Why was this study done?
This study assessed the impact of different factors – such as workers’ job status, workload or type of hospital – that might affect musculoskeletal or mental health problems among nurses and support staff. Health planners, hospital managers and others could use this information to develop approaches to reduce the rates of these disorders.
How was the study done?
The researchers studied records for more than 21,000 health-care workers from 65 hospitals for each year between 1996 and 2000. The workers’ employment records were linked with their health records, Census information and hospital data on staffing and services. Researchers analyzed results based on three levels: 1: Health: the evidence of treatment for MSDs or mental health disorders in any given year. 2: Worker-related factors: gender, age, type of job, years of experience and neighbourhood income. 3: Hospital-level factors: hospital size, types of services (such as extended care, specialty, etc.), health region in B.C. and workload.
What did the researchers find?
Workers with the heaviest workloads had greater odds of treatment for both mental health and musculoskeletal disorders. (Workloads were based on both inpatient days and surgical cases per 1,000 employee hours.)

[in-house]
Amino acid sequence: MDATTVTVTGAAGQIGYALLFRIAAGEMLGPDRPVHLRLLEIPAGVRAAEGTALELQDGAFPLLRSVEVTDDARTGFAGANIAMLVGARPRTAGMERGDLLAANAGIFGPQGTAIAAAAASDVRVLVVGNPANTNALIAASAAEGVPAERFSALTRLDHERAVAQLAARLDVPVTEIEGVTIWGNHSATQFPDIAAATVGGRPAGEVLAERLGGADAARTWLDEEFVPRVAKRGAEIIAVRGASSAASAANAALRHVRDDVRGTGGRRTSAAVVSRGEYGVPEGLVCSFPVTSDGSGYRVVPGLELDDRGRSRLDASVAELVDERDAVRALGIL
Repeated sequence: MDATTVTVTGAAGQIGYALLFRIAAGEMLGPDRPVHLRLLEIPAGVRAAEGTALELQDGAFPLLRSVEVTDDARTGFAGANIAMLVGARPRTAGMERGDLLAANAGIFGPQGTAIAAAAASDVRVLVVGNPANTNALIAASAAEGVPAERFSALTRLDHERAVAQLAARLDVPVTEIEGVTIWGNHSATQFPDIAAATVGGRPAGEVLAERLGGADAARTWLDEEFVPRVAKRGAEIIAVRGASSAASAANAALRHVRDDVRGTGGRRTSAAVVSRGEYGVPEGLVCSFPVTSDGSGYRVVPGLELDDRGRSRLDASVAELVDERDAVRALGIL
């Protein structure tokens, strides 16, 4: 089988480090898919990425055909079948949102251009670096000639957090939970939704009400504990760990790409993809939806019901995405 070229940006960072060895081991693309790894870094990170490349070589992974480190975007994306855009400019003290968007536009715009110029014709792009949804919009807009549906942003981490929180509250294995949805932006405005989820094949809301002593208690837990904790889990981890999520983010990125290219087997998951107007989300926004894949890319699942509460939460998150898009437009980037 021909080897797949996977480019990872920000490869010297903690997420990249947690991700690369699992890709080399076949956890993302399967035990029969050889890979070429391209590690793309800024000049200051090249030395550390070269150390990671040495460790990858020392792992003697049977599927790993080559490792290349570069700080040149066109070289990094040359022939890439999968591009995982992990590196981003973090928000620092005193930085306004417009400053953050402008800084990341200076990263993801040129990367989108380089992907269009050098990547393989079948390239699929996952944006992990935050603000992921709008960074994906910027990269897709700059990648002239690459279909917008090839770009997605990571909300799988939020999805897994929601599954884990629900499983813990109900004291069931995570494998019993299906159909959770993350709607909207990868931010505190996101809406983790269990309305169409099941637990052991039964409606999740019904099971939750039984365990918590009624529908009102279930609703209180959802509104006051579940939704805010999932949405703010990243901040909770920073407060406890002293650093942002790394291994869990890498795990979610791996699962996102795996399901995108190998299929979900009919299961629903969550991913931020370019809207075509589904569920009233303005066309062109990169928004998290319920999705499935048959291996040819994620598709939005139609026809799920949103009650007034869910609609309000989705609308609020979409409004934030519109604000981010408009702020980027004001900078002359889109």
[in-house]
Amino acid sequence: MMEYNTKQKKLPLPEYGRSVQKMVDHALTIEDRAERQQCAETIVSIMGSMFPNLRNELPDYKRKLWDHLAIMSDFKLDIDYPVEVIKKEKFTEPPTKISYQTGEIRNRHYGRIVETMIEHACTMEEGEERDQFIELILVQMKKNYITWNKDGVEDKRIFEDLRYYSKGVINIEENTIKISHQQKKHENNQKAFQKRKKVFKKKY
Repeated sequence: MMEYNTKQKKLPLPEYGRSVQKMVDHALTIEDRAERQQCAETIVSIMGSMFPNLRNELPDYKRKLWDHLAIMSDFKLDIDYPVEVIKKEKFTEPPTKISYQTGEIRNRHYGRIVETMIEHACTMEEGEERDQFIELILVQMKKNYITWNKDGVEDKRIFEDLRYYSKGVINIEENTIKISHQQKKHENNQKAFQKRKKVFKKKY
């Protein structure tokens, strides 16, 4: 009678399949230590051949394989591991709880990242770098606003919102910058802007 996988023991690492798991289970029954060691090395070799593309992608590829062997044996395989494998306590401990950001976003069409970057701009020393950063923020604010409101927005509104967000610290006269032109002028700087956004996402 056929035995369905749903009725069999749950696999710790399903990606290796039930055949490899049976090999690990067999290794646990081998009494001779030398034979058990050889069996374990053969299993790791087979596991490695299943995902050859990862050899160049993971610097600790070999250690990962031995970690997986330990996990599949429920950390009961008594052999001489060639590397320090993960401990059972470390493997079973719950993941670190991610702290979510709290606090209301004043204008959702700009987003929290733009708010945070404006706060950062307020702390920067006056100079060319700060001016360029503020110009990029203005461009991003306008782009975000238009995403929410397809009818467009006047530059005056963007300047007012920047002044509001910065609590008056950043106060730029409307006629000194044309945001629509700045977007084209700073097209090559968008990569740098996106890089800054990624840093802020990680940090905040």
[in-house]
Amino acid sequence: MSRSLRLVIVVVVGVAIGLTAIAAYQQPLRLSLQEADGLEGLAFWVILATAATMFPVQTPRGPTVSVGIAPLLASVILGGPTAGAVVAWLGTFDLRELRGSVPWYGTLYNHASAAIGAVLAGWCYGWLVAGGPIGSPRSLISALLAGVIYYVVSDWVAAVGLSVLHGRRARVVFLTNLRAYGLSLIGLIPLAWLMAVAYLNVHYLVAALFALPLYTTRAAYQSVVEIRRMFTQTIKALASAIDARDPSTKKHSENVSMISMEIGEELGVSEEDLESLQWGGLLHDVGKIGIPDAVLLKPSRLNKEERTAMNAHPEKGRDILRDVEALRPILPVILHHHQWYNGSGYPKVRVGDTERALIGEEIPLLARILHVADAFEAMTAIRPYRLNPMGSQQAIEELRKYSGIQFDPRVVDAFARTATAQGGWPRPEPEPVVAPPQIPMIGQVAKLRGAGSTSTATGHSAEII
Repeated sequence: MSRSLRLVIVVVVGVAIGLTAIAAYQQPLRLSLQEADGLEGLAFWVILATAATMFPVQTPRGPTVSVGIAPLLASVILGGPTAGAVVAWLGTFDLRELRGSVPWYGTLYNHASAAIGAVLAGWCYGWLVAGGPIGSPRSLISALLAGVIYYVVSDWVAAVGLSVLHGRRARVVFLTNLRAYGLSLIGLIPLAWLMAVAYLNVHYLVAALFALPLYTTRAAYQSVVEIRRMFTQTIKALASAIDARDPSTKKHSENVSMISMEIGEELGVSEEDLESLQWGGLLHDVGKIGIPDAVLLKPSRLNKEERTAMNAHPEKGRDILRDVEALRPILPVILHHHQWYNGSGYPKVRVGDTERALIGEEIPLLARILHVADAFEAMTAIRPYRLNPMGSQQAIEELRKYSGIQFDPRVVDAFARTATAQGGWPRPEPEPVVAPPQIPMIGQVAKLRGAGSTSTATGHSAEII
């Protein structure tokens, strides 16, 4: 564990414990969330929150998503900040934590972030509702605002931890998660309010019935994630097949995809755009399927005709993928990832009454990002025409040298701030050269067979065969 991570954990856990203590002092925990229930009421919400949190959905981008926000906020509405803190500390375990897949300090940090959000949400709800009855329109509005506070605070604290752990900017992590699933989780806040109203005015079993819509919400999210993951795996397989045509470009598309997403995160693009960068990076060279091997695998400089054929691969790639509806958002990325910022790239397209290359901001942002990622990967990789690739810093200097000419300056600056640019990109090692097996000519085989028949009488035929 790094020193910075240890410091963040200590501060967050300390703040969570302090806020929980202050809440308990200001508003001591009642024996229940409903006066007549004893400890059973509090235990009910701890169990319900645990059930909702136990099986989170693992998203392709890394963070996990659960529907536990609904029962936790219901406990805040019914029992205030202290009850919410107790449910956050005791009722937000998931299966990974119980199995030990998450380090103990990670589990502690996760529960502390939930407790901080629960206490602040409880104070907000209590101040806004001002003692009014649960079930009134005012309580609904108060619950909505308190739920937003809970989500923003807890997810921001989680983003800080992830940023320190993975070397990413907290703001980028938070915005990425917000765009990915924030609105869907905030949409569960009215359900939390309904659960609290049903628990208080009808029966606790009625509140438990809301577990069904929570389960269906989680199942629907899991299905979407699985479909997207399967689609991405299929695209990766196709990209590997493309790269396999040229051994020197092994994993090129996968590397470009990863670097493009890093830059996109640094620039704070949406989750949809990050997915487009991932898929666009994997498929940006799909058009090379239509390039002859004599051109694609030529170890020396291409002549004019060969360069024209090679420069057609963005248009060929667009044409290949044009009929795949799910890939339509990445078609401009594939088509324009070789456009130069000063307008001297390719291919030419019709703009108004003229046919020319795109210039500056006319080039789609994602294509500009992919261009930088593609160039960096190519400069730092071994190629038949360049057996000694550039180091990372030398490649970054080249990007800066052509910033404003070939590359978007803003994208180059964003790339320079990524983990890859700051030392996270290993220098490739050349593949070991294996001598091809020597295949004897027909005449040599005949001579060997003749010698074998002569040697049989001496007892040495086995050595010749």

The overall rate of treatment for mental health conditions ranged from 12 to 14 per cent in different years. For MSDs the rate was 42 to 44 per cent. The rate of both disorders: -increased with age -was higher among women than men -was higher among those from neighbourhoods with lower average incomes. Workers with fewer than 15 years experience or who were registered nurses (versus support staff) had lower rates. Workers in large and specialty hospitals showed increased odds of mental health conditions. Health-care workers in the northern region had lower odds of treatment for both types of disorders. In general, the northern population is younger, more physically active and has less chronic pain.
What are some strengths and weaknesses of the study?
Researchers gathered detailed information on large numbers of health-care workers from different sources. They were able to link employment, health, benefit and compensation claim information. One weakness is that workload indicators were for an entire hospital, rather than for individual departments. This may have resulted in some misclassification.